BRYONY -I think that's a really good point actually and I've probably had more digital contact and Facetimes and house parties and Zooms with all of my friends across the country than I probably ever have done. So, like you said, the communication is really open.
OCTAVIA - I almost wish before when I had to isolate for non Corona reasons, I know it's obviously different but I was like oh, it is good that we're all in this together. And I think from a physically disabled point of view it's kind of interesting because able bodied people are having to adapt to be able to not do things physically any more and that's kind of what a lot of us have been doing our entire lives. In a positive way it kind of feels like we're all in the same boat a bit more. So it's kind of weird but nice.
BRYONY -I have had very long periods of isolation when I've been really unwell or I've had really big operations, you know, I've had most of my bowel removed, so I've been in isolation in that recovery sense, and it is true, I hadn't realised how many tools I have already in my bank of coping mechanisms to deal with something like this. I do feel like we have a bit of an edge.
JOHN -It's funny actually. One of my friends who's got quite bad anxiety at the moment was saying that in a weird way one of the silver linings of this situation is he doesn't feel embarrassed about telling people that he's not comfortable going out. Because usually when he goes through anxious periods he doesn't want to go out and see friends and he always gets very upset about baling on plans to see people and stuff like that. And in a weird way he sort of feels quite comforted at the moment that there's no sort of stigma about the fact that he doesn't want to go out.
BETH -How is it impacting you, John? You said you've just come to the end of some treatment, that you finished it right bang in the middle as the pandemic strikes. Is it impacting you or are you actually quite resilient at the moment?
JOHN -It's strange. Because I had just come out of 16 weeks of treatment I was ready to kind of get back into my social life, getting outdoors more and stuff like that, and obviously that's not really a possibility in the same way anymore. So it does feel very strange, really unfortunate timing. But yes, I guess the fact that I am just coming out of another sort of 16 weeks of therapy means that I do feel more resilient than I might have felt four weeks ago, eight weeks ago. I am sort of really thankful in an odd way that the way it's been timed is that I'm kind of on a kind of upswing, if you like, at the moment.
BRYONY -John, it's funny that you say that actually because I was really unwell over Christmas and into January and I just started a course of steroids in February, which have actually put my Crohn's in a really good place. And ironically the steroids is actually what puts me at really high risk, so I'm at home and I can't go anywhere but I'm actually feeling pretty good in comparison to where I was. It's strange timing.
JOHN -Yes, very strange.
BETH -We like to keep these podcasts short and snappy, so we should probably sign off, but it's been great to hear everyone getting in contact with BBC Ouch, especially after the first Cabin Fever episode. And some of you have even sent in queries which we're doing our best to resolve.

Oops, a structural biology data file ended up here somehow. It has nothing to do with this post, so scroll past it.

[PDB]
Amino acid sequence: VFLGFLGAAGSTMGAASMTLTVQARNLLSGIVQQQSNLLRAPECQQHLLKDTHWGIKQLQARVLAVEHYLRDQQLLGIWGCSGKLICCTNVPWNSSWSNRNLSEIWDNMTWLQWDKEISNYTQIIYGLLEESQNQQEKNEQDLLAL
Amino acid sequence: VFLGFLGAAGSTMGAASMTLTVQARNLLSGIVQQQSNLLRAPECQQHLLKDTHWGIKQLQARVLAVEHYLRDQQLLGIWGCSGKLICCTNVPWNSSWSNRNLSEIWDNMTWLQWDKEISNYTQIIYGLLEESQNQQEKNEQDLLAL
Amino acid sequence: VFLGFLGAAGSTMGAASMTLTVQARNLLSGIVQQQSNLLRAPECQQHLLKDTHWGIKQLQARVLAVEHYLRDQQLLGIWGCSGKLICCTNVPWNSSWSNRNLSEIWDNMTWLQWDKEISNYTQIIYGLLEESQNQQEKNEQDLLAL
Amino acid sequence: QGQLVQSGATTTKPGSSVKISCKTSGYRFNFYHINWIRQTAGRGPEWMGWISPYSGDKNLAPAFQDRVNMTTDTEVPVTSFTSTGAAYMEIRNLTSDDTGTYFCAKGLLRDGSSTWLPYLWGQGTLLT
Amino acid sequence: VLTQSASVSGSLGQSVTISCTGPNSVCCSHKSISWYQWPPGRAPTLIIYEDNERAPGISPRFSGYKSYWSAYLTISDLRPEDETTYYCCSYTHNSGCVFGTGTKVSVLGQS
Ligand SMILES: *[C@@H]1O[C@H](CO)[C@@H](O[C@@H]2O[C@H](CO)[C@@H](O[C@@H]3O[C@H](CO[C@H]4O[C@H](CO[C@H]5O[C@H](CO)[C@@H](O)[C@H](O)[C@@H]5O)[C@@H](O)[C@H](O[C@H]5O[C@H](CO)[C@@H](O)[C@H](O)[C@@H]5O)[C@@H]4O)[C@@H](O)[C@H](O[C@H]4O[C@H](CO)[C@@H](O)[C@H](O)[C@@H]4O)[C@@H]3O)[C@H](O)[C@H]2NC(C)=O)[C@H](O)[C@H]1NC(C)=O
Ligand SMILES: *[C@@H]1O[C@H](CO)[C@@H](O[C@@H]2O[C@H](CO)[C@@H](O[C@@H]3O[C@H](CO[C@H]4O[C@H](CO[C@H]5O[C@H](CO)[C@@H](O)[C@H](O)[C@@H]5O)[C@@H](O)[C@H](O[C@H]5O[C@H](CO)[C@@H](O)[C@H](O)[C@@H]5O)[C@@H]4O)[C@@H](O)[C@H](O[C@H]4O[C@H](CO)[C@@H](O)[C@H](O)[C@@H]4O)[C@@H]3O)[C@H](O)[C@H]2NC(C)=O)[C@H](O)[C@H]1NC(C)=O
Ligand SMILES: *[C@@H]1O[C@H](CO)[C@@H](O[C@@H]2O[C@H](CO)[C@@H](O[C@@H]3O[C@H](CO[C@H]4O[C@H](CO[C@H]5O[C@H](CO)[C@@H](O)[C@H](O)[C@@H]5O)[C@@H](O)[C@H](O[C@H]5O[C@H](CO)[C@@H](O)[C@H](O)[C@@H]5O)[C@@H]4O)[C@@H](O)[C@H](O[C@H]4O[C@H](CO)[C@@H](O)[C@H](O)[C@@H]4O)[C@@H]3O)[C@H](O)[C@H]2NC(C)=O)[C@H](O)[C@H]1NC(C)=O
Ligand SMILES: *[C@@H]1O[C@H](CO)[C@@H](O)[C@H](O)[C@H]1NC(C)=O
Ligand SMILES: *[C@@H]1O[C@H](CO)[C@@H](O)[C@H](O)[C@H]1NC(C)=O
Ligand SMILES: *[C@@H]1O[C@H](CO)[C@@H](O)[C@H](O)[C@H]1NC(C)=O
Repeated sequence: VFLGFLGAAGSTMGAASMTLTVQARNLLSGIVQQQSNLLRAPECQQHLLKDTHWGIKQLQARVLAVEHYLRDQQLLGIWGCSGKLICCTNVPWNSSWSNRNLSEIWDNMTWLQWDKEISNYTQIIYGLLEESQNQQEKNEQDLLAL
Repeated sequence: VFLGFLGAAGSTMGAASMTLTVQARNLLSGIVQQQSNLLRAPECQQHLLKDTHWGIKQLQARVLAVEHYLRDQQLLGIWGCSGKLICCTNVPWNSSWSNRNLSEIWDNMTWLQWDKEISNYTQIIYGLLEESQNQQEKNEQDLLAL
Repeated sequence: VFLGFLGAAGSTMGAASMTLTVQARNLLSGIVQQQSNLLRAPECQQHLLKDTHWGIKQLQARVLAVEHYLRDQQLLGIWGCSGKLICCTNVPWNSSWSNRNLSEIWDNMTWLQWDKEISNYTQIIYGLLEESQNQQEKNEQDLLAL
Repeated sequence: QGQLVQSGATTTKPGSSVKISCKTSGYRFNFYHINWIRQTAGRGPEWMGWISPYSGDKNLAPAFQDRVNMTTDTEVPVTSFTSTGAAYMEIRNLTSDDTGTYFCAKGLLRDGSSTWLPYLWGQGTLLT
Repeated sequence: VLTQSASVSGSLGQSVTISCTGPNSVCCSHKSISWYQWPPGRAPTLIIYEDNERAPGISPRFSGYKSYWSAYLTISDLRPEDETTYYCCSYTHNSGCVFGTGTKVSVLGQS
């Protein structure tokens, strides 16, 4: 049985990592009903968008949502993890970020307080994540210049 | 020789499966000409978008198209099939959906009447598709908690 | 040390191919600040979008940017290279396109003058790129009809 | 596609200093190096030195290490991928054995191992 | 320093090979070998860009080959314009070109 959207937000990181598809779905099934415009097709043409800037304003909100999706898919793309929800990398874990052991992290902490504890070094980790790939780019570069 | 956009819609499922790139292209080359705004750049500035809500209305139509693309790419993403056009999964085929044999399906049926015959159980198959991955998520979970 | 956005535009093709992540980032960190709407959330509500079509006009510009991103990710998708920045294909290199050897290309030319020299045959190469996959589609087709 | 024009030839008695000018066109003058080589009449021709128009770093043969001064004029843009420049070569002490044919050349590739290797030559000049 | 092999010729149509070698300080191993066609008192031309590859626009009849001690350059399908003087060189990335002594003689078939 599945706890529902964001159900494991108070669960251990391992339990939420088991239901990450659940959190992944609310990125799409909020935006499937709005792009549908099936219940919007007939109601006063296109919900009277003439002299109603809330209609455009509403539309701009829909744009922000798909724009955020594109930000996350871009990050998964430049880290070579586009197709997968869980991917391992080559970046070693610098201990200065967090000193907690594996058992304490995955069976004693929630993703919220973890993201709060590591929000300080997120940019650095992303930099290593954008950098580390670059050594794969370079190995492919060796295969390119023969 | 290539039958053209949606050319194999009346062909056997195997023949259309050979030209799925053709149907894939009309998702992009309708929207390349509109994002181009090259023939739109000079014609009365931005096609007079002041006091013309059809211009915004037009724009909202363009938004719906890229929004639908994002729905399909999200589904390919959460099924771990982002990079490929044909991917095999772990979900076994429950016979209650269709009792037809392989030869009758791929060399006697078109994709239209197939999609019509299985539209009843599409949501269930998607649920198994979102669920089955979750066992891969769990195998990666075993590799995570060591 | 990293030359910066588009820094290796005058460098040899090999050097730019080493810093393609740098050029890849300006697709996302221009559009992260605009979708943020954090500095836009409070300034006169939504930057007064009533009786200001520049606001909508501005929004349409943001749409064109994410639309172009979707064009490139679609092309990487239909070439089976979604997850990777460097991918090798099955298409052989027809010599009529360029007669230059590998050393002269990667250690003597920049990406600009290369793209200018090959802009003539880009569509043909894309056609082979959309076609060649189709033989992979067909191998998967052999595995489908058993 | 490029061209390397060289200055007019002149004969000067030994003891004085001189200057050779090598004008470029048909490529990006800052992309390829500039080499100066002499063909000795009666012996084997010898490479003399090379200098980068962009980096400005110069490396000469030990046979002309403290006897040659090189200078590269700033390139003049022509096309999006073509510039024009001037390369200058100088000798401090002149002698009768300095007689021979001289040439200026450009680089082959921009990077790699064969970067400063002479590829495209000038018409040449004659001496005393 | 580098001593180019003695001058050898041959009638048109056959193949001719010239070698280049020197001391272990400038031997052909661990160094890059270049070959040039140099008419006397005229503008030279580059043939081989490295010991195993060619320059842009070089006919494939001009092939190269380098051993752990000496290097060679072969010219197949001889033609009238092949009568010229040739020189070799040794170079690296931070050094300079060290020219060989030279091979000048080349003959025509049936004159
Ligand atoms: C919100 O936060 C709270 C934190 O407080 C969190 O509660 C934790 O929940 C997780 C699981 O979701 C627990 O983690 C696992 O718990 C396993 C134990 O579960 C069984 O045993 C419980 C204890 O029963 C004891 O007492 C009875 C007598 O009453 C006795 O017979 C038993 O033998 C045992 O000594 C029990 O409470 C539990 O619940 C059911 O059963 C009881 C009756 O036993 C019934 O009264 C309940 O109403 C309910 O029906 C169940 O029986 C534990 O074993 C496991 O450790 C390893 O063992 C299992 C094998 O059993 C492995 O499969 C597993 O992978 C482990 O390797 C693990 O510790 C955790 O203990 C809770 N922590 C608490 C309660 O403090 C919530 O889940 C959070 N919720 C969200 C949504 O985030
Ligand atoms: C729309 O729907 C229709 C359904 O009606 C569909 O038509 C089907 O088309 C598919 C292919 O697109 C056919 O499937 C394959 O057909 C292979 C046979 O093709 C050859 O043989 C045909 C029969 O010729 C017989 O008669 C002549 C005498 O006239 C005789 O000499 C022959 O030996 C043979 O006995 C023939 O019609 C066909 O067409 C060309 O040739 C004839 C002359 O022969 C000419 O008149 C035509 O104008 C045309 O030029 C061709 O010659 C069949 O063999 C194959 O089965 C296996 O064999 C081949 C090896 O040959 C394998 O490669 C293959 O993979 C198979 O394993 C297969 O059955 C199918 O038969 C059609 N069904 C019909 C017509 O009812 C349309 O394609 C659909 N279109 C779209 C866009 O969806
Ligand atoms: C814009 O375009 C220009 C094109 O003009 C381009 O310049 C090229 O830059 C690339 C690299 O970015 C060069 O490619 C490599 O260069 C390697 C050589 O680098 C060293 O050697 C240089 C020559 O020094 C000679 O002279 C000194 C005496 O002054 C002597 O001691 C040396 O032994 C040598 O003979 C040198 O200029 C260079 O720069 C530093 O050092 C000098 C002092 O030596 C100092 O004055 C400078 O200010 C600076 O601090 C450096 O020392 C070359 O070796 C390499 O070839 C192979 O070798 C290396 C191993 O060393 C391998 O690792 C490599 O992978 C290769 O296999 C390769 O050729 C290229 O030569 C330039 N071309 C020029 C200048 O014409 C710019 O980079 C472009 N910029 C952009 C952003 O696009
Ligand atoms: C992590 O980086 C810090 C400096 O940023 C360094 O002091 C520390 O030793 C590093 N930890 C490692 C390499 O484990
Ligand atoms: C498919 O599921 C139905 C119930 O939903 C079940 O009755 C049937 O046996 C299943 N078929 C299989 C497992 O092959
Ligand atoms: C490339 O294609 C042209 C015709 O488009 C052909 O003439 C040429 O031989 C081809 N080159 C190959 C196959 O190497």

We had an email from Alan who said he's really worried about how to renew his Blue Badge and fears that if it runs out it will force him onto public transport. I've been in contact with the Department for Transport who say they are working with local authorities and stakeholders as a matter of urgency. So if we find out soon we'll let you know, Alan.
Also, Lacey got in touch and she says like Emma she's blind and the whole touching thing during Coronavirus made me really nervous, but she said Emma's approach is helpful and validating because I'm not overacting.
And here's a question for all of us, I mean we're not giving hard and fast advice, Sharon, but Sharon emailed in and said, "I'm limited in my walking and have a Blue Badge. Do you think it's okay for me to get out of the house for a time, take a drive in my car and get some fresh air and relieve the stress of being cooped up with my family 24/7?" What do you reckon?
BRYONY -I think it very much depends I suppose whether she's in the category of people that need to be shielded, but I am personally of the opinion that if you can get fresh air it's really good for your mental health.
OCTAVIA - I mean the only worry I'd have, like this is the thing, I don't know if I'm becoming a hypochondriac, would be like door handles or stuff? But if you kind of wipe those down then surely in theory your car is as isolated as your indoors. I mean, anything you can do to help your mental health while being safe is being sensible.
JOHN -I think I saw a similar question being asked on the BBC the other day, and I think it was the Deputy Chief Medical Officer said that if you stay in your car and you don't leave your car and you're going just to sort of get a drive and a change of scenery then that does sort of still count as self-isolation. So if it improves your mental health then therefore it's a good idea, if it's safe.
BETH -So hopefully that gives you some more opinions to take on board, Sharon. If anyone else wants to get in touch we are on Facebook, we're just BBC Ouch. On Twitter we're @bbcouch, and our email address is email@example.com. As well as this Cabin Fever strand Ouch presenter Kate Monaghan has started the Isolation Diary, following her family's life in isolation, which started a few weeks ago actually. It follows the highs and lows and there's some highbrow debates about whether the cats can go out and whether they catch Coronavirus themselves.
And you can also hear our entire BBC Ouch archive which is always available on BBC Sounds. And that really is it for this episode of Cabin Fever. And it's probably time we started playing the really intense soundtrack. But we'll speak to you soon. Bye.
OCTAVIA - Bye.